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Road

Biking South
of the Equator

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The frigid cold, the first snow and the Christmas lights dotting the city are the signs ardent bicycle travellers are waiting for.  Because it’s time to get on the road. Destination: The Southern Hemisphere, where the seasons are reversed. Summer goes from December to March and is the ideal time to discover the most pristine places on earth, right from the seat of a bicycle. South America, South Africa, and Oceania all have breath-taking landscapes, wild lands and the power to make you feel like you are at the end of the earth. Everything is obviously bicycle-friendly, whether you are a professional or just love biking. Here are three itineraries south of the equator that will stay with you for a long time. 

Patagonia, along the Carretera Austral and National Route 40
The Carretera Austral crosses the southernmost end of the South American continent: it runs 1,240 kilometres through Chile and Argentina, but you certainly don’t have to travel the whole thing. The road is almost completely unpaved, and you go up and down hills even though they are never very steep. Because of this, mountain bikes are recommended. It is important to have a tent to be prepared for the unexpected, starting with the weather. You may come across everything from highs of 35 °C to long rainy days. If you are ready to go, prepare yourselves for places of rare beauty: uncontaminated lakes in which you can see the reflections of snowy peaks, roaring rivers and ghost towns. Those who prefer to travel on paved roads, can choose National Route 40, which is even longer than the Carretera, coming in at 5,224 kilometres. The road is reminiscent of Route 66, which cuts the United States in half. Clearly, we are talking about journeys that aren’t suitable to those in a hurry, but ideal for those who want to wander around the dozens and dozens of national parks, rivers and Andean mountain passes that reach as high as 5,000 meters. National Route 40 begins in Timon Cruz, in northern Argentina, near the border of Bolivia, and goes down to Tierra del Fuego. You must stop at the Perito Moreno glacier, which is like a postcard capturing all of Patagonia.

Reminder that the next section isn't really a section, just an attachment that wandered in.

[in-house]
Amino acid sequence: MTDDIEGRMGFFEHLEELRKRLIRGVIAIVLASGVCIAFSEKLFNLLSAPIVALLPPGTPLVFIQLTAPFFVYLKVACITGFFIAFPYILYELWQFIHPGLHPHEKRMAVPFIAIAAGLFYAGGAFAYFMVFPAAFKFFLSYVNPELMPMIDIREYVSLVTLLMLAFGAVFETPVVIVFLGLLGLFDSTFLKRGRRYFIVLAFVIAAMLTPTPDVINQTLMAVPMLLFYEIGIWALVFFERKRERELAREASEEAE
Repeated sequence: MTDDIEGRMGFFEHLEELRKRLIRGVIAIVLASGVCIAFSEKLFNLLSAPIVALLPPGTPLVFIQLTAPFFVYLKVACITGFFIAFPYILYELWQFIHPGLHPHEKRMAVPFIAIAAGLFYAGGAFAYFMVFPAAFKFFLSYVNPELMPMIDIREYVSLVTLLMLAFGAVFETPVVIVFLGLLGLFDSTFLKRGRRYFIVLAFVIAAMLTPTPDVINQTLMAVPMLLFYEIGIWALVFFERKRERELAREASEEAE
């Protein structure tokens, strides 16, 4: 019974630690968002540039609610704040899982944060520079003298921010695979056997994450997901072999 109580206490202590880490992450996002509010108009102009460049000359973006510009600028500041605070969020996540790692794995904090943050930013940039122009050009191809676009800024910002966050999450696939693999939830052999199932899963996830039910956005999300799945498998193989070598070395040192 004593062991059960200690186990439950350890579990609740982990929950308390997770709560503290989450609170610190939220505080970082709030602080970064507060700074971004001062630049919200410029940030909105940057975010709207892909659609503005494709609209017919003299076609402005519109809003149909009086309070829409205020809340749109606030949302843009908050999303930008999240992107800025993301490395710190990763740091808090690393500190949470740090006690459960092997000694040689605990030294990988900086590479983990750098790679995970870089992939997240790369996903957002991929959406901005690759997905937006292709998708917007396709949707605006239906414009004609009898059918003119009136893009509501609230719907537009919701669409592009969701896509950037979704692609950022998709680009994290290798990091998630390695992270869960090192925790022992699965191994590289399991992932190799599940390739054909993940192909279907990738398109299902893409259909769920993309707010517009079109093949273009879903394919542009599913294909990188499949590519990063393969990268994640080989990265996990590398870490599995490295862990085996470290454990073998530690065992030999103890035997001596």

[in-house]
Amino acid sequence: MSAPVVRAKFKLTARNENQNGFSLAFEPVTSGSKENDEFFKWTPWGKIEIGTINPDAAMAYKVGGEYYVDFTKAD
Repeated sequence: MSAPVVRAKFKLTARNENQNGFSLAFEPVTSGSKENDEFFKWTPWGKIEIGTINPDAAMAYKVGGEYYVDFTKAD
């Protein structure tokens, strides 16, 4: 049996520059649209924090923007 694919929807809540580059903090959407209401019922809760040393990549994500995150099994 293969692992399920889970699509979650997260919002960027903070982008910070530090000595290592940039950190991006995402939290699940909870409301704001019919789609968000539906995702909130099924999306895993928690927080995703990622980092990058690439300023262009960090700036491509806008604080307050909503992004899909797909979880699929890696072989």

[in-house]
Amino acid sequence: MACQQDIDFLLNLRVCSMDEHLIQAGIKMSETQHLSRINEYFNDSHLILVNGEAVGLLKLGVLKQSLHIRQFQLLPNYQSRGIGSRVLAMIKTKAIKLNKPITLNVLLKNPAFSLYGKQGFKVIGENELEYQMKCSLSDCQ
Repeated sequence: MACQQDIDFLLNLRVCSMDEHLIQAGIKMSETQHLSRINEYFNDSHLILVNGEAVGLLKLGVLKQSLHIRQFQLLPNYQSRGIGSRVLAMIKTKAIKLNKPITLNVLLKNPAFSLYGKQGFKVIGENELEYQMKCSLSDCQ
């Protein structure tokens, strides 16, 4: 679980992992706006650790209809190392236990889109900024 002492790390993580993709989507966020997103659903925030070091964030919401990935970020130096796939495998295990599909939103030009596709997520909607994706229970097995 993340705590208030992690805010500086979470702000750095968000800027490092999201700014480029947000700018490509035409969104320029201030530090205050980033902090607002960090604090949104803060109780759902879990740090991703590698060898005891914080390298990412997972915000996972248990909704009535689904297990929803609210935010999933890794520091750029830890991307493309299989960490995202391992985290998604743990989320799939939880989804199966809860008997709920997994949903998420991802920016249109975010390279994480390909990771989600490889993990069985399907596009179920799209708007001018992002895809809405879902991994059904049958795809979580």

South Africa, from lush canyons to awe-inspiring mountains